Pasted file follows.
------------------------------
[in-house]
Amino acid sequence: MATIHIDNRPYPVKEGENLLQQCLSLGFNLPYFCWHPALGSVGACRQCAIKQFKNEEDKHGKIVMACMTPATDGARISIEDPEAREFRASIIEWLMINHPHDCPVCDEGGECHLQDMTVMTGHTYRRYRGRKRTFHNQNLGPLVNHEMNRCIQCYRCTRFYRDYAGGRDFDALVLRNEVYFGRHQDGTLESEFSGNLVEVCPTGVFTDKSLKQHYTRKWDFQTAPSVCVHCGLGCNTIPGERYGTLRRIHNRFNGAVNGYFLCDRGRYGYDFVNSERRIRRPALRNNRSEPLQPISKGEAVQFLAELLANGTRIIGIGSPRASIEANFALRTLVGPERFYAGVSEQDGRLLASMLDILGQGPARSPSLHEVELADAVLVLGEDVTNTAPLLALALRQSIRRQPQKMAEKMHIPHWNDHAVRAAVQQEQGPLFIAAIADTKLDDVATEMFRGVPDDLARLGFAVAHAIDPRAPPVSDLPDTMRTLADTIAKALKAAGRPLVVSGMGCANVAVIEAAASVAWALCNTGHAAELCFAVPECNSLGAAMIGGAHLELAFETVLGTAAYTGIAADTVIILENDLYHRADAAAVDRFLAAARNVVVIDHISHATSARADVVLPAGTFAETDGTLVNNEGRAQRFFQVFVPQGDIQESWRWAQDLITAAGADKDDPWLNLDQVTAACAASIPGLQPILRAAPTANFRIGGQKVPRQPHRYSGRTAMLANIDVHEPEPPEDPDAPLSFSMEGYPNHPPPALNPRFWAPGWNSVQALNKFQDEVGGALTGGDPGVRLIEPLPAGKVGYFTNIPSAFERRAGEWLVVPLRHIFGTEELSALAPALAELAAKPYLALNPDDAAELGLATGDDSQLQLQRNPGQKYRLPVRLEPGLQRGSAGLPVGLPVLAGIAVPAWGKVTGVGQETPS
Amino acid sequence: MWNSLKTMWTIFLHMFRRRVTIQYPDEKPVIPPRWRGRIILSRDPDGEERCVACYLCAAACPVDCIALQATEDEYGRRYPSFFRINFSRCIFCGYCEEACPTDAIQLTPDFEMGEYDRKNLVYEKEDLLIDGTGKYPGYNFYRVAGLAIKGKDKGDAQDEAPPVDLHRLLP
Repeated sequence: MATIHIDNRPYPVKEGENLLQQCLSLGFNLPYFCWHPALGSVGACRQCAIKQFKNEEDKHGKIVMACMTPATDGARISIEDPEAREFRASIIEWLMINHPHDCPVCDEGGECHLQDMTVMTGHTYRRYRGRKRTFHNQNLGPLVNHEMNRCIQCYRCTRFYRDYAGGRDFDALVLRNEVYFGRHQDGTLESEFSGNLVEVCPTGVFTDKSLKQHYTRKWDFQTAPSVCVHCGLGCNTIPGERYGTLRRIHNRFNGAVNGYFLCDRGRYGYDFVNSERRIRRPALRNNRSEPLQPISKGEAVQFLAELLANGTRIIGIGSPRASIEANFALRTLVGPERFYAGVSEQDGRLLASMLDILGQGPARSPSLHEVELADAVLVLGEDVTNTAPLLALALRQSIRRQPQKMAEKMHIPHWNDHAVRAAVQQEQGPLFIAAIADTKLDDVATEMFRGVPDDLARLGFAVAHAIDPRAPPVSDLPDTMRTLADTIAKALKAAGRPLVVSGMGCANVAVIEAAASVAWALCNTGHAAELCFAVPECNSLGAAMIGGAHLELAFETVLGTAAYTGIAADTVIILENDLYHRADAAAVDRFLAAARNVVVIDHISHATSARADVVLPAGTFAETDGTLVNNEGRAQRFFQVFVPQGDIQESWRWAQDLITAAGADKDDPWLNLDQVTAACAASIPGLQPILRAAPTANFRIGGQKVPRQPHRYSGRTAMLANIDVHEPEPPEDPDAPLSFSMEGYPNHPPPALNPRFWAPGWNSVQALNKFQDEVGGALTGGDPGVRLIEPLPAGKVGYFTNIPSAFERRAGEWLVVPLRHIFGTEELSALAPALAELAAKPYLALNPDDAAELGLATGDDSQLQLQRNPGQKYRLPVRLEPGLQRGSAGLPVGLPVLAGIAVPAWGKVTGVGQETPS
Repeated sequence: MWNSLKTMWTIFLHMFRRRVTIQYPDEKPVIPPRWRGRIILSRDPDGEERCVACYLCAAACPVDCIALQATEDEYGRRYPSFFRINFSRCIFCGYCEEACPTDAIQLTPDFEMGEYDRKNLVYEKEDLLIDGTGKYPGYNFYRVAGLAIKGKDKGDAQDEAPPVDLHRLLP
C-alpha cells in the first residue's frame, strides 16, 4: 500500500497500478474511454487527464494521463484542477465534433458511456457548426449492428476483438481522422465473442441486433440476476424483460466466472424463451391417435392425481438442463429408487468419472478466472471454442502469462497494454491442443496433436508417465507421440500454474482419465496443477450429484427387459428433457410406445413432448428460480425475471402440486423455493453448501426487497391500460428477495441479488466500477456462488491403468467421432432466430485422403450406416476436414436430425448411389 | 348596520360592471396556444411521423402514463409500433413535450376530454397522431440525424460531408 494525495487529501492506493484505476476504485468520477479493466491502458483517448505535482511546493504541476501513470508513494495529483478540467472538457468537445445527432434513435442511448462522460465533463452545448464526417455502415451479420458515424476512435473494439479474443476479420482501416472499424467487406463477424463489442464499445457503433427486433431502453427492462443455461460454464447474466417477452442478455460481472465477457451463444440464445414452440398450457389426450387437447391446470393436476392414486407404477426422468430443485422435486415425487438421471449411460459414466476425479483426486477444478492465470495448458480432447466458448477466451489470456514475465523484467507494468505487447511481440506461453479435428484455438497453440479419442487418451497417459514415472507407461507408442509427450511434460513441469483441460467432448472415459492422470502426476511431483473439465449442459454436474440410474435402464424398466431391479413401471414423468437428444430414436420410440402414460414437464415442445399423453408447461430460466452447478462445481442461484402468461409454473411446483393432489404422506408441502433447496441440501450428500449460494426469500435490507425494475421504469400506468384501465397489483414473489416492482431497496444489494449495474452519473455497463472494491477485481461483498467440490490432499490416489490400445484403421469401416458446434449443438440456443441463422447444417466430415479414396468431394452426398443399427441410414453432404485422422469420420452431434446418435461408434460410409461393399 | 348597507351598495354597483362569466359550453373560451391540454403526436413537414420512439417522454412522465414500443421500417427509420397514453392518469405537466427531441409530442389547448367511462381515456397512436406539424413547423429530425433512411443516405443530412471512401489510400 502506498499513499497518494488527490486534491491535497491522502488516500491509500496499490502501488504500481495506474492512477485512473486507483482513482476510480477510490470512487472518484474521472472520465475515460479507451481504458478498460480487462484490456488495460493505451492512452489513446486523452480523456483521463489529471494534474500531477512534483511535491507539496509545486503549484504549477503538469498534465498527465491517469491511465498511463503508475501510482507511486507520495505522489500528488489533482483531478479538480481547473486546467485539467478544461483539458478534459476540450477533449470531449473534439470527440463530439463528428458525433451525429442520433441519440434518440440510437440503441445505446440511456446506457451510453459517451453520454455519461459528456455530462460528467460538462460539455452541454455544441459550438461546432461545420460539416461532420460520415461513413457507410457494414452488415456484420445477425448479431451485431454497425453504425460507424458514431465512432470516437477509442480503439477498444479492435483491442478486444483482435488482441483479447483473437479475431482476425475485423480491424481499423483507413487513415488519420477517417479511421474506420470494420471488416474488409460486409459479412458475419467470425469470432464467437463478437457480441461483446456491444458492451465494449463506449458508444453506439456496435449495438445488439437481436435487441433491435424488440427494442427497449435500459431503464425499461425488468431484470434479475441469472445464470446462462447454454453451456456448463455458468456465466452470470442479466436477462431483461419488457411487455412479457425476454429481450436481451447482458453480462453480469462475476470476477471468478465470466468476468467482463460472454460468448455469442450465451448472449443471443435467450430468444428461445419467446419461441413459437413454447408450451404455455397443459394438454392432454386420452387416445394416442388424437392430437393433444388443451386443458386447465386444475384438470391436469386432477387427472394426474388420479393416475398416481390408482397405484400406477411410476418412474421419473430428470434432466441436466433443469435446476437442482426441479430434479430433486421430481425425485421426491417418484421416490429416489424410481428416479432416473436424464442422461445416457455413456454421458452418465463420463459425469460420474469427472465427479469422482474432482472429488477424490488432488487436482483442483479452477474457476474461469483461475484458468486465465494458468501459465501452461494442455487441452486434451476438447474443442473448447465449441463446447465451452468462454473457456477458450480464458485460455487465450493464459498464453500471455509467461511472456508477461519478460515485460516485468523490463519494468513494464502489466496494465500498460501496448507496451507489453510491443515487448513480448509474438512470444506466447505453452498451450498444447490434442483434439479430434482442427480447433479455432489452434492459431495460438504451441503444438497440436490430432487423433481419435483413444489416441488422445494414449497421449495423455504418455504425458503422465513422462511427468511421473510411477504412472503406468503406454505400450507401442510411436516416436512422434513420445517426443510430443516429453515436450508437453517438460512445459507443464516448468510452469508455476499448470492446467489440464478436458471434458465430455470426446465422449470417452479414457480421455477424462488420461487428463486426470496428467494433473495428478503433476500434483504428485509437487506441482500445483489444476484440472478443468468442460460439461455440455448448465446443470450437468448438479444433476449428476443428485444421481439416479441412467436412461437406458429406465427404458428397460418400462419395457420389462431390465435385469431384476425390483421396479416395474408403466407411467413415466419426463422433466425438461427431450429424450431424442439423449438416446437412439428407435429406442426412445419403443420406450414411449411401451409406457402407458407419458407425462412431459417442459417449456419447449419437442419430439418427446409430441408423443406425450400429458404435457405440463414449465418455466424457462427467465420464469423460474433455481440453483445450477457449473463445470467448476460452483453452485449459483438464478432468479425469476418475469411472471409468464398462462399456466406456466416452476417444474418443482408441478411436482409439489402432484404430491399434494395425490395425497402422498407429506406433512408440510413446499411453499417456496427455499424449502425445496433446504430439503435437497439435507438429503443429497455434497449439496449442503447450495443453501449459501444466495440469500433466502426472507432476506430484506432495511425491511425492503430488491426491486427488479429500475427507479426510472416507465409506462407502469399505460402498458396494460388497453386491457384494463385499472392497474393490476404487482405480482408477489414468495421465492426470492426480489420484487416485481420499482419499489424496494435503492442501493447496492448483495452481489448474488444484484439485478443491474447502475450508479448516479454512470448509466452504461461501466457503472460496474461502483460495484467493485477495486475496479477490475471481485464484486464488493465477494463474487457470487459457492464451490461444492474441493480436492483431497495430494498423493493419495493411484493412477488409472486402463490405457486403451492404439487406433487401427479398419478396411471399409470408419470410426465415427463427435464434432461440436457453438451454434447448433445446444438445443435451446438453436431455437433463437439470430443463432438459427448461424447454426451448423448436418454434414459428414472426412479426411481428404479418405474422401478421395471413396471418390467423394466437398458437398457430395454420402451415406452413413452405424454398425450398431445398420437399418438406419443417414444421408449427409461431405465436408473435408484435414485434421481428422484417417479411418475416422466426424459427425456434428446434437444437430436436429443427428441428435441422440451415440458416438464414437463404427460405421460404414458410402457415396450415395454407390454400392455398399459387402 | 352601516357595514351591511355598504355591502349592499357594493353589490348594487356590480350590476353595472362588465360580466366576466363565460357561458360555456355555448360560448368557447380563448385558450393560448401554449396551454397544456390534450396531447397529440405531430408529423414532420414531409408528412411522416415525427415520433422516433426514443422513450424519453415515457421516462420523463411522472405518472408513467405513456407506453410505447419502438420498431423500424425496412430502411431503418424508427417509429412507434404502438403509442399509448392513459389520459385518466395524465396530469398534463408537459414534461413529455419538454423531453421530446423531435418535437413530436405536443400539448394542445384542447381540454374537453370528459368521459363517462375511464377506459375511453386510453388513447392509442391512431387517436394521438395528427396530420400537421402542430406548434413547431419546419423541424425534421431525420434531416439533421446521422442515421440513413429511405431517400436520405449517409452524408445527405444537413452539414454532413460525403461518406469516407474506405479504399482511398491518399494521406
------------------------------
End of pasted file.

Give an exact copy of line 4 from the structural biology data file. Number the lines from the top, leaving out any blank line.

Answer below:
Repeated sequence: MATIHIDNRPYPVKEGENLLQQCLSLGFNLPYFCWHPALGSVGACRQCAIKQFKNEEDKHGKIVMACMTPATDGARISIEDPEAREFRASIIEWLMINHPHDCPVCDEGGECHLQDMTVMTGHTYRRYRGRKRTFHNQNLGPLVNHEMNRCIQCYRCTRFYRDYAGGRDFDALVLRNEVYFGRHQDGTLESEFSGNLVEVCPTGVFTDKSLKQHYTRKWDFQTAPSVCVHCGLGCNTIPGERYGTLRRIHNRFNGAVNGYFLCDRGRYGYDFVNSERRIRRPALRNNRSEPLQPISKGEAVQFLAELLANGTRIIGIGSPRASIEANFALRTLVGPERFYAGVSEQDGRLLASMLDILGQGPARSPSLHEVELADAVLVLGEDVTNTAPLLALALRQSIRRQPQKMAEKMHIPHWNDHAVRAAVQQEQGPLFIAAIADTKLDDVATEMFRGVPDDLARLGFAVAHAIDPRAPPVSDLPDTMRTLADTIAKALKAAGRPLVVSGMGCANVAVIEAAASVAWALCNTGHAAELCFAVPECNSLGAAMIGGAHLELAFETVLGTAAYTGIAADTVIILENDLYHRADAAAVDRFLAAARNVVVIDHISHATSARADVVLPAGTFAETDGTLVNNEGRAQRFFQVFVPQGDIQESWRWAQDLITAAGADKDDPWLNLDQVTAACAASIPGLQPILRAAPTANFRIGGQKVPRQPHRYSGRTAMLANIDVHEPEPPEDPDAPLSFSMEGYPNHPPPALNPRFWAPGWNSVQALNKFQDEVGGALTGGDPGVRLIEPLPAGKVGYFTNIPSAFERRAGEWLVVPLRHIFGTEELSALAPALAELAAKPYLALNPDDAAELGLATGDDSQLQLQRNPGQKYRLPVRLEPGLQRGSAGLPVGLPVLAGIAVPAWGKVTGVGQETPS